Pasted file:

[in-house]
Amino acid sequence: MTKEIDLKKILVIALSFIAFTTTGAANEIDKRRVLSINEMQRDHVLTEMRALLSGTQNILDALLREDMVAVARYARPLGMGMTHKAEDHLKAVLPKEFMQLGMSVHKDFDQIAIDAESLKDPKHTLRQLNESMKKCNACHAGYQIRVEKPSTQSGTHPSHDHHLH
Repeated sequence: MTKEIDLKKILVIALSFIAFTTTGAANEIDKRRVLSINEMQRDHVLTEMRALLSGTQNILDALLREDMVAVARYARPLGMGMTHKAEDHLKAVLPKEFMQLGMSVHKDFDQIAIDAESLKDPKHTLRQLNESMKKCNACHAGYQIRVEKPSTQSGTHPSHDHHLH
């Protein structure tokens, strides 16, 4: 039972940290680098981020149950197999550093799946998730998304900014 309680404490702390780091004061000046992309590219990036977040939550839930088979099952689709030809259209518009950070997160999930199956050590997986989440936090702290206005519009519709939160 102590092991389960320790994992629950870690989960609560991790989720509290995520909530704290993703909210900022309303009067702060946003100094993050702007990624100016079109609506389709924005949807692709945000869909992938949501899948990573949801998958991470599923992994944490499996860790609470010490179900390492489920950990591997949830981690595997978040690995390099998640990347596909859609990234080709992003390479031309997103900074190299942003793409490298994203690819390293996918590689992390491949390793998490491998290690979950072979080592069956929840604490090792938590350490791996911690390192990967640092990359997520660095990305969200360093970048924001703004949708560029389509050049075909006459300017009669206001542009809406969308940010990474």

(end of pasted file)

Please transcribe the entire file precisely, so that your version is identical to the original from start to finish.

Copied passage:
[in-house]
Amino acid sequence: MTKEIDLKKILVIALSFIAFTTTGAANEIDKRRVLSINEMQRDHVLTEMRALLSGTQNILDALLREDMVAVARYARPLGMGMTHKAEDHLKAVLPKEFMQLGMSVHKDFDQIAIDAESLKDPKHTLRQLNESMKKCNACHAGYQIRVEKPSTQSGTHPSHDHHLH
Repeated sequence: MTKEIDLKKILVIALSFIAFTTTGAANEIDKRRVLSINEMQRDHVLTEMRALLSGTQNILDALLREDMVAVARYARPLGMGMTHKAEDHLKAVLPKEFMQLGMSVHKDFDQIAIDAESLKDPKHTLRQLNESMKKCNACHAGYQIRVEKPSTQSGTHPSHDHHLH
């Protein structure tokens, strides 16, 4: 039972940290680098981020149950197999550093799946998730998304900014 309680404490702390780091004061000046992309590219990036977040939550839930088979099952689709030809259209518009950070997160999930199956050590997986989440936090702290206005519009519709939160 102590092991389960320790994992629950870690989960609560991790989720509290995520909530704290993703909210900022309303009067702060946003100094993050702007990624100016079109609506389709924005949807692709945000869909992938949501899948990573949801998958991470599923992994944490499996860790609470010490179900390492489920950990591997949830981690595997978040690995390099998640990347596909859609990234080709992003390479031309997103900074190299942003793409490298994203690819390293996918590689992390491949390793998490491998290690979950072979080592069956929840604490090792938590350490791996911690390192990967640092990359997520660095990305969200360093970048924001703004949708560029389509050049075909006459300017009669206001542009809406969308940010990474």